NYU Researchers Use Decoy Bugs to Bolster Software Security

Code Under Magnifying GlassWhen cyber criminals try to illicitly gain access to software programs, they typically start by looking for bugs that can be exploited to accept malicious inputs. These vulnerabilities act as hidden back doors that allow hackers to harvest user data, launch denial of service attacks and more. But what if hackers had to wade through large volumes of harmless bugs to find real, exploitable vulnerabilities? Could this derail their workflow and serve as an effective attack deterrent?

That’s what a team of cybersecurity researchers at New York University aims to find out.

Earlier this month, the team published a paper called Chaff Bugs: Deterring Attackers by Making Software Buggier. In their paper, the researchers explore the possibility of stuffing software code with decoy bugs that could intentionally mislead flaw-finding scanners and make it much harder for hackers to find exploitable vulnerabilities.

“Our prototype, which is already capable of creating several kinds of non-exploitable bugs and injecting them in the thousands into large, real-world software, represents a new type of deceptive defense that wastes skilled attackers’ most valuable resource: time,” wrote the researchers in their paper. They go on to explain that “by carefully constraining the conditions under which these bugs manifest and the effects they have on the program, we can ensure that chaff bugs are non-exploitable and will only, at worse, crash the program.”

On paper, this seems like a remarkably clever and pragmatic new approach to software security. In practice, however, the researchers still have their work cut out for them. First and foremost, they must find a way to make their chaff bugs indistinguishable from real bugs. Otherwise, hackers could simply modify their flaw-finding software to ignore the decoy bugs and focus on exploitable vulnerabilities instead.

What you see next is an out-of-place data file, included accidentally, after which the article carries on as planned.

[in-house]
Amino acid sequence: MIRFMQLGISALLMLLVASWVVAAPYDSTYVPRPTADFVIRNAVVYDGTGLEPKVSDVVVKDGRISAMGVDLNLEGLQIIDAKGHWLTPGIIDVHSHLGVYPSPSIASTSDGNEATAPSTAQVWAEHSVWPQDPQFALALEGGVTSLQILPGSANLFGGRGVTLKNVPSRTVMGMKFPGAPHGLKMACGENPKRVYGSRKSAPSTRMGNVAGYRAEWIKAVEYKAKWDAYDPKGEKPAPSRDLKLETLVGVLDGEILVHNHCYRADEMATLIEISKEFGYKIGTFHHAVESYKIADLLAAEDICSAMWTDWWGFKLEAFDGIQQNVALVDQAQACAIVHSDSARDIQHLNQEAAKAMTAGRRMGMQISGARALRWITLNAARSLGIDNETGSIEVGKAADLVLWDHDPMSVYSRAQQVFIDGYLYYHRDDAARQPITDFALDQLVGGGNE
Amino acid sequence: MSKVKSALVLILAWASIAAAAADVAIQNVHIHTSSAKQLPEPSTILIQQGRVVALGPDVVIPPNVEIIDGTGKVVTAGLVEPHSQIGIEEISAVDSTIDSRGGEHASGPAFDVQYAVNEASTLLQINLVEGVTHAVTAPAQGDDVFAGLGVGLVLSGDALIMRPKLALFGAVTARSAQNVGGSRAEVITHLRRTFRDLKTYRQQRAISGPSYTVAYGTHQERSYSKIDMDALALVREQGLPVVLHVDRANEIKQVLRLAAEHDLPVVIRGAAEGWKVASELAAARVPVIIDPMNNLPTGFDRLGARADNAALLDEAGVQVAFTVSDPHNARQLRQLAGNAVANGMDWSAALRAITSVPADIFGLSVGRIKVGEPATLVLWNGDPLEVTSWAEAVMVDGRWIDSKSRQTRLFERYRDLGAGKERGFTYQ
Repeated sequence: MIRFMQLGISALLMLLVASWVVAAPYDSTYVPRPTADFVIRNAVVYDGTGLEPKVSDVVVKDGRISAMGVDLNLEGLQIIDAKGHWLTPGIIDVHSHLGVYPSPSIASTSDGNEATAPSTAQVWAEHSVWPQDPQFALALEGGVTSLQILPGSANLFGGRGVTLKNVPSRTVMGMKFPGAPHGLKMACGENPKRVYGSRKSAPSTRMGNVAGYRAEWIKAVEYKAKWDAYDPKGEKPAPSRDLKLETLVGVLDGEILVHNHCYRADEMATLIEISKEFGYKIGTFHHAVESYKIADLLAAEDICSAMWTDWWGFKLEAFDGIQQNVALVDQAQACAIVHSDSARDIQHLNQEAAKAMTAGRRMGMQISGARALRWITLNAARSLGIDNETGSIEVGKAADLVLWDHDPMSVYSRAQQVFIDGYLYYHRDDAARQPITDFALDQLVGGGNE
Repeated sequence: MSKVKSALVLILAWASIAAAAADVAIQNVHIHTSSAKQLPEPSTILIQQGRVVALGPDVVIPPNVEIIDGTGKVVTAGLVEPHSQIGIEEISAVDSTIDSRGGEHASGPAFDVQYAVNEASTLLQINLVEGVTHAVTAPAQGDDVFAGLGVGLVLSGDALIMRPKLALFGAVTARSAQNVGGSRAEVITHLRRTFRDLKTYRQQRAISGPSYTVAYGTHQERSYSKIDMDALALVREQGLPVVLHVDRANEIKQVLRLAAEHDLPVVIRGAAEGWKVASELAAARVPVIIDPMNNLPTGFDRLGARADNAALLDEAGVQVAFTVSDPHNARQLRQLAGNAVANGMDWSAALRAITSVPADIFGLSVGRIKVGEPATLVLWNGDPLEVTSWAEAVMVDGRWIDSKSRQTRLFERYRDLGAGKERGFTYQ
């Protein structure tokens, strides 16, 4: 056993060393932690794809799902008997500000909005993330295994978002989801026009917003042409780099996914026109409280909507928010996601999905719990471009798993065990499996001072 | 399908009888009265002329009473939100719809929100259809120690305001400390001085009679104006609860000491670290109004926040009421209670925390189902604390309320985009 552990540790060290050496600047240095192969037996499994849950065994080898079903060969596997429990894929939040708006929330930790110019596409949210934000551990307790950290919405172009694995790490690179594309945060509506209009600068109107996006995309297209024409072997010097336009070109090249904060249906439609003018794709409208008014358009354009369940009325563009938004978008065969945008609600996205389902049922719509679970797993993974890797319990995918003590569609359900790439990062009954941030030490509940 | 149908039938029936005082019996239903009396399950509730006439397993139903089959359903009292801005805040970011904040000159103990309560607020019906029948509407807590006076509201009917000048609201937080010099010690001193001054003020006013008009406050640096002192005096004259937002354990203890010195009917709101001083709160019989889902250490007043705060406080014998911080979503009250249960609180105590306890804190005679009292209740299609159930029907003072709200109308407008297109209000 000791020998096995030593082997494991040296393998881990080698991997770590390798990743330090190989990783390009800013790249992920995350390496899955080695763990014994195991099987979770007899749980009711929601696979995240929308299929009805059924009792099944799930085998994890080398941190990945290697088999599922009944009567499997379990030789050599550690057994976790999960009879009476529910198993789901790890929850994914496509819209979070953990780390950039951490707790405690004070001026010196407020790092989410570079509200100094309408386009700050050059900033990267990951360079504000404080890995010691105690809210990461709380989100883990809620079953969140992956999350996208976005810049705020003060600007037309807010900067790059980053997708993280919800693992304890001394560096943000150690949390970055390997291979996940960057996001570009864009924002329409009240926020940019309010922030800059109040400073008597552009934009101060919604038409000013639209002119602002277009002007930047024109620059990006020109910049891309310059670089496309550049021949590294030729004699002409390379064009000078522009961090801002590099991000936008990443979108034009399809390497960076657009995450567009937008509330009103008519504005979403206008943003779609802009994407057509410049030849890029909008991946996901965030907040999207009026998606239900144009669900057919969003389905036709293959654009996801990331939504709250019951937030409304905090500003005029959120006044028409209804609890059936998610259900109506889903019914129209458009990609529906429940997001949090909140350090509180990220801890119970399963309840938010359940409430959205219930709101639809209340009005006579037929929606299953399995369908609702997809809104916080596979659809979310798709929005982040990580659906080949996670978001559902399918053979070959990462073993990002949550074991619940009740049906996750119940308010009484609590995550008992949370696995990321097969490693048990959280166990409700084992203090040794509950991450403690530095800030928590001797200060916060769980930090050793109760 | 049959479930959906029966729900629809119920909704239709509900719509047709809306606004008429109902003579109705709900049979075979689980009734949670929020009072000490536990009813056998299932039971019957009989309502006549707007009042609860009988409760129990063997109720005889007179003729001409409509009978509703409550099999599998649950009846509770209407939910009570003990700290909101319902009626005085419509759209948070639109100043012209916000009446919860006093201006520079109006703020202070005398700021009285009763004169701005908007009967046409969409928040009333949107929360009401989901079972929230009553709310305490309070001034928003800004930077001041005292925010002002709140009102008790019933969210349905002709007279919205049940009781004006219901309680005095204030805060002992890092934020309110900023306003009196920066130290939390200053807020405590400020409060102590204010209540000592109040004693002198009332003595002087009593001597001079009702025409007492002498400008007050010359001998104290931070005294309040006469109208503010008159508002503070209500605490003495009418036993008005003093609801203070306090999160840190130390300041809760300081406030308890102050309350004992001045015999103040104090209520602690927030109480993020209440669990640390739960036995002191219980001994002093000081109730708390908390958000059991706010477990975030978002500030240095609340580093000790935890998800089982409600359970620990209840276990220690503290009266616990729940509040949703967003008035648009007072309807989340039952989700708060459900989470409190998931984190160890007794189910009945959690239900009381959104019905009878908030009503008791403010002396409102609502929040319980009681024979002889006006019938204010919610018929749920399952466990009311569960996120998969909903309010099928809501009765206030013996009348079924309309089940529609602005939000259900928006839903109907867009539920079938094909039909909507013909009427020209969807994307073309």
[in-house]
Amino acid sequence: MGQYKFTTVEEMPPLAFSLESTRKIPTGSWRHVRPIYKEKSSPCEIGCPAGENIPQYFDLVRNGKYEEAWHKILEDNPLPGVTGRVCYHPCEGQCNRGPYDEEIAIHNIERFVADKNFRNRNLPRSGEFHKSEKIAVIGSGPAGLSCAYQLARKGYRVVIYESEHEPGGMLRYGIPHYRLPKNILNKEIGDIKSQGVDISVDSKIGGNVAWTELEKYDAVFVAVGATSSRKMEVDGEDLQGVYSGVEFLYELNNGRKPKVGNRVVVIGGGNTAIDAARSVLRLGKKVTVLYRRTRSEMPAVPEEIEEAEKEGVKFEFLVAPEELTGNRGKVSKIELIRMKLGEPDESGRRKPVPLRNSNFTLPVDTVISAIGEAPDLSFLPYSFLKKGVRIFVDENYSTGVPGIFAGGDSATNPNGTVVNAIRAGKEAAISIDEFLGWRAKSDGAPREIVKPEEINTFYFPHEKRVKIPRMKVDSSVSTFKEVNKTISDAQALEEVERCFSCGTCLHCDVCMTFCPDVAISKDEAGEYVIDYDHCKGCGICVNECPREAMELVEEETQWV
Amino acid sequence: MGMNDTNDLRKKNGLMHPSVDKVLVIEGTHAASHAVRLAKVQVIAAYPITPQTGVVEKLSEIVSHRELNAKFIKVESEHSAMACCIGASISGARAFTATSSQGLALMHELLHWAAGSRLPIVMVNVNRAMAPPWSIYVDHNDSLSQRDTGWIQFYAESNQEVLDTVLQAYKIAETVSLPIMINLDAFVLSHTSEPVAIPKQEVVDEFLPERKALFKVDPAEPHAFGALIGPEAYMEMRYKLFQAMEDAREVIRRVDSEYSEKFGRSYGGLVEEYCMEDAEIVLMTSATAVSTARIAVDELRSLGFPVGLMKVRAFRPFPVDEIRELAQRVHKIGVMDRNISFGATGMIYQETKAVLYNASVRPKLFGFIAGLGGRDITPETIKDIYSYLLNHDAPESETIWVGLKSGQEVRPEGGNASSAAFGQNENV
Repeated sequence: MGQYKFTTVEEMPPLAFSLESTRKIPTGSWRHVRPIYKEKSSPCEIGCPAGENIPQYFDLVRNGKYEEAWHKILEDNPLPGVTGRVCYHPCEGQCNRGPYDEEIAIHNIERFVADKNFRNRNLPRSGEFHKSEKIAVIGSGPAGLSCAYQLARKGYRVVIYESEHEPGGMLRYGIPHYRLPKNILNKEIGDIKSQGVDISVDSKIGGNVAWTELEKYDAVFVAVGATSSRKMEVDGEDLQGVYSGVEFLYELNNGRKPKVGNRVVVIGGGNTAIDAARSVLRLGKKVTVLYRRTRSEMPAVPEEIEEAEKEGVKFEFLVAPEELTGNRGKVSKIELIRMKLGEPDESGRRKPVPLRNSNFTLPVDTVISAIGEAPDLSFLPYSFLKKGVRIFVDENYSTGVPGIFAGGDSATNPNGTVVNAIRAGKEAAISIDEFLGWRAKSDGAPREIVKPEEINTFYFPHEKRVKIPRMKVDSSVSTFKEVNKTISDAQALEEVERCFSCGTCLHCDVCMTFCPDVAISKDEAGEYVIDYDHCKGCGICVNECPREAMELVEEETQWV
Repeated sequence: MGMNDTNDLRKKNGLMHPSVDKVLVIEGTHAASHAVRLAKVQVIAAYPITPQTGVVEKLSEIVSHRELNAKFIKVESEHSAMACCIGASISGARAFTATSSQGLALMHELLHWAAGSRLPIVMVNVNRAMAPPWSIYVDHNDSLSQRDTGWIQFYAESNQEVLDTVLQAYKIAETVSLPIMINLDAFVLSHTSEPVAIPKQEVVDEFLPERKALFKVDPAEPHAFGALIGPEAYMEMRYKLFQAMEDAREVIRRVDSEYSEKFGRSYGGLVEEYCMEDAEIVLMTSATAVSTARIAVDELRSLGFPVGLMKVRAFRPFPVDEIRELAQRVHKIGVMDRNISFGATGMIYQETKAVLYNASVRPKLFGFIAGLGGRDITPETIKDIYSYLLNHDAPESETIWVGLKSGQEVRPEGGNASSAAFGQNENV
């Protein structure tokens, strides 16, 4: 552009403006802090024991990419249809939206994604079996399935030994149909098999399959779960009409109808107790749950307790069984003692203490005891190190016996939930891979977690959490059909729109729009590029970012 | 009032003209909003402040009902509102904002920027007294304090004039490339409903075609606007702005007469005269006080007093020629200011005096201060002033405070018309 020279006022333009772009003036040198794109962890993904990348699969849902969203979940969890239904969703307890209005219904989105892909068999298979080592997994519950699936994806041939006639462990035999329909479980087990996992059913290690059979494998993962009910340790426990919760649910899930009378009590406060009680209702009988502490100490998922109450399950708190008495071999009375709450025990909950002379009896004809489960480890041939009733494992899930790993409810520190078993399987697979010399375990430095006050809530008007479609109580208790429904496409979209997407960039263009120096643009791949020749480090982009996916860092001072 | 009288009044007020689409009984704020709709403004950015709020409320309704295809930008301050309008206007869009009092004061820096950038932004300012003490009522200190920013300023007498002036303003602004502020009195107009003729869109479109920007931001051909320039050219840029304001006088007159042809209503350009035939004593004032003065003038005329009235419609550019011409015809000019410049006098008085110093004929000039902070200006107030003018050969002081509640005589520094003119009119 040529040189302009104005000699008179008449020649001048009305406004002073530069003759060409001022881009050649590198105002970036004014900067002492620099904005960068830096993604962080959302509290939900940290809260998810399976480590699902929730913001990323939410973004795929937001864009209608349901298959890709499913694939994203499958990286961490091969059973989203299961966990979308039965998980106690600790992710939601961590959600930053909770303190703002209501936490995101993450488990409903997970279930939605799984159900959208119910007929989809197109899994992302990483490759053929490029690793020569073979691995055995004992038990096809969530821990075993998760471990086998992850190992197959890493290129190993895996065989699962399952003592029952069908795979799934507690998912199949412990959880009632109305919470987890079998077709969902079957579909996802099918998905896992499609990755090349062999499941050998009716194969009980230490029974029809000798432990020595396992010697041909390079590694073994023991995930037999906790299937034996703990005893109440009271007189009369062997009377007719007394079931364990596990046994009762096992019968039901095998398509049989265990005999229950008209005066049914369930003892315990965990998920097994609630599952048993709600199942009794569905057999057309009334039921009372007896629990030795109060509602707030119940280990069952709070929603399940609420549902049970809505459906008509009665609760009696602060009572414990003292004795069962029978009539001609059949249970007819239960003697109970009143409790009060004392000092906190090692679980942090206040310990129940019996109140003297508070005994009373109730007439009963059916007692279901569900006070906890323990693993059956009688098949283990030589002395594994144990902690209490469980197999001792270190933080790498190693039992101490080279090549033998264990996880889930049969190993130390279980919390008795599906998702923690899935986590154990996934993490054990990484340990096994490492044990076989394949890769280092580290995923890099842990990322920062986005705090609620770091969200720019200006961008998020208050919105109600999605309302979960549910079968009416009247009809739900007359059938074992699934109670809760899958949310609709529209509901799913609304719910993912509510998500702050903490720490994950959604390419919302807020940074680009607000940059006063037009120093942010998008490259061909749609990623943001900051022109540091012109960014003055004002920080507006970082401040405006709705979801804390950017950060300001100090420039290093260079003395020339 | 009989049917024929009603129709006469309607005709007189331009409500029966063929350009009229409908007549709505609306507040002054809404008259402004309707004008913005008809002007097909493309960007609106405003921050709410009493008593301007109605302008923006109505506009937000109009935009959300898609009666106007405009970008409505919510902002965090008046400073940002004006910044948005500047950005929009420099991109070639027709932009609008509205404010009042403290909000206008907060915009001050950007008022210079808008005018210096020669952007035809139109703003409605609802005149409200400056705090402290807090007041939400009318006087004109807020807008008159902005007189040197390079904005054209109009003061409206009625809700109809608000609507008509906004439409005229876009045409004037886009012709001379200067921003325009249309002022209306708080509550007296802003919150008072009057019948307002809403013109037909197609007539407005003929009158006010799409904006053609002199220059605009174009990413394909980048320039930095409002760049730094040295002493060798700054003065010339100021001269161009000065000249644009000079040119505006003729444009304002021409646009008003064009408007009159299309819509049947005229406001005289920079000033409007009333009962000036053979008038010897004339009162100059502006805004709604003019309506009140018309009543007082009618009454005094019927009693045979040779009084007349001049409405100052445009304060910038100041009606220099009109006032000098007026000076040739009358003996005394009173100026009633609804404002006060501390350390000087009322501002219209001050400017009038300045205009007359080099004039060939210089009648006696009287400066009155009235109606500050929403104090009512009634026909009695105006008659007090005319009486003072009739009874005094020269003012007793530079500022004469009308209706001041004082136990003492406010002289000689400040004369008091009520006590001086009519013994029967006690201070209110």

The researchers must also find a way to develop convincing software bugs that remain harmless even after changes are made to the existing code. Ideally, the decoy bugs shouldn’t make it more difficult for developers to make updates to the code in the future. It’s also worth noting that this strategy would not be an effective security solution for open-source software, where anyone can freely access the software’s source code.

This strategy is still in the early stages of its development, but with additional research and extensive testing, decoy bugs could become viable new tools in the fight against hackers.

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